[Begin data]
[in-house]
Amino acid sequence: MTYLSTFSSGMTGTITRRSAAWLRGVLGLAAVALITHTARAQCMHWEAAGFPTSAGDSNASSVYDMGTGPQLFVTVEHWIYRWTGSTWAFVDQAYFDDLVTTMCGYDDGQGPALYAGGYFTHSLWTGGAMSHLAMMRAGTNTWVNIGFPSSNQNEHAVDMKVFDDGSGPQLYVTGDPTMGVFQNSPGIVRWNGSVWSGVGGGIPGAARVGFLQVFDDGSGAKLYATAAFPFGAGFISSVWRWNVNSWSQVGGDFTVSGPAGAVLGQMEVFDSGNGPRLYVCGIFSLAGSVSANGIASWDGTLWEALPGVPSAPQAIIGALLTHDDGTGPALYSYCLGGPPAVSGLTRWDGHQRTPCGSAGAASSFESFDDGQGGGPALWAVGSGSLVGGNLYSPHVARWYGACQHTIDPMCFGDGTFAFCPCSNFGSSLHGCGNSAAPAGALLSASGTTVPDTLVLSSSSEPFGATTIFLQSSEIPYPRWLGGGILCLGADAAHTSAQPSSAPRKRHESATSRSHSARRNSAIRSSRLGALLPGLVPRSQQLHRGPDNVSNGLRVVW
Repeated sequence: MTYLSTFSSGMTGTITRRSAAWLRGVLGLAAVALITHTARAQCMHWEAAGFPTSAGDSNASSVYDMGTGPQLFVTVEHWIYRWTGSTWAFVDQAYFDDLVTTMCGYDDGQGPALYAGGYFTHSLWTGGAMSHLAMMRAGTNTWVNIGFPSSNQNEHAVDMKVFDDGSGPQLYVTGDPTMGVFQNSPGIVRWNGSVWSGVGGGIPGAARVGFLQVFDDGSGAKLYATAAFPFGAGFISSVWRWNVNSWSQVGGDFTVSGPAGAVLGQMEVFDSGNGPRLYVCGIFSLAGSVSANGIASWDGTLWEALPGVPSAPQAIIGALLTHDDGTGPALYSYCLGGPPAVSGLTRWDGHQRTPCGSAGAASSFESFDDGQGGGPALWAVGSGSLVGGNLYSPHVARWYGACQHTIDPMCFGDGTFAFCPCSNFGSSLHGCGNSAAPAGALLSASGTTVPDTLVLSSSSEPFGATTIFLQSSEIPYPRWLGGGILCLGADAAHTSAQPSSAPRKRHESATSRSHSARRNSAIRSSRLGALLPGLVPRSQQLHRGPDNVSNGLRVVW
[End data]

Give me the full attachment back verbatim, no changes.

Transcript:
[in-house]
Amino acid sequence: MTYLSTFSSGMTGTITRRSAAWLRGVLGLAAVALITHTARAQCMHWEAAGFPTSAGDSNASSVYDMGTGPQLFVTVEHWIYRWTGSTWAFVDQAYFDDLVTTMCGYDDGQGPALYAGGYFTHSLWTGGAMSHLAMMRAGTNTWVNIGFPSSNQNEHAVDMKVFDDGSGPQLYVTGDPTMGVFQNSPGIVRWNGSVWSGVGGGIPGAARVGFLQVFDDGSGAKLYATAAFPFGAGFISSVWRWNVNSWSQVGGDFTVSGPAGAVLGQMEVFDSGNGPRLYVCGIFSLAGSVSANGIASWDGTLWEALPGVPSAPQAIIGALLTHDDGTGPALYSYCLGGPPAVSGLTRWDGHQRTPCGSAGAASSFESFDDGQGGGPALWAVGSGSLVGGNLYSPHVARWYGACQHTIDPMCFGDGTFAFCPCSNFGSSLHGCGNSAAPAGALLSASGTTVPDTLVLSSSSEPFGATTIFLQSSEIPYPRWLGGGILCLGADAAHTSAQPSSAPRKRHESATSRSHSARRNSAIRSSRLGALLPGLVPRSQQLHRGPDNVSNGLRVVW
Repeated sequence: MTYLSTFSSGMTGTITRRSAAWLRGVLGLAAVALITHTARAQCMHWEAAGFPTSAGDSNASSVYDMGTGPQLFVTVEHWIYRWTGSTWAFVDQAYFDDLVTTMCGYDDGQGPALYAGGYFTHSLWTGGAMSHLAMMRAGTNTWVNIGFPSSNQNEHAVDMKVFDDGSGPQLYVTGDPTMGVFQNSPGIVRWNGSVWSGVGGGIPGAARVGFLQVFDDGSGAKLYATAAFPFGAGFISSVWRWNVNSWSQVGGDFTVSGPAGAVLGQMEVFDSGNGPRLYVCGIFSLAGSVSANGIASWDGTLWEALPGVPSAPQAIIGALLTHDDGTGPALYSYCLGGPPAVSGLTRWDGHQRTPCGSAGAASSFESFDDGQGGGPALWAVGSGSLVGGNLYSPHVARWYGACQHTIDPMCFGDGTFAFCPCSNFGSSLHGCGNSAAPAGALLSASGTTVPDTLVLSSSSEPFGATTIFLQSSEIPYPRWLGGGILCLGADAAHTSAQPSSAPRKRHESATSRSHSARRNSAIRSSRLGALLPGLVPRSQQLHRGPDNVSNGLRVVW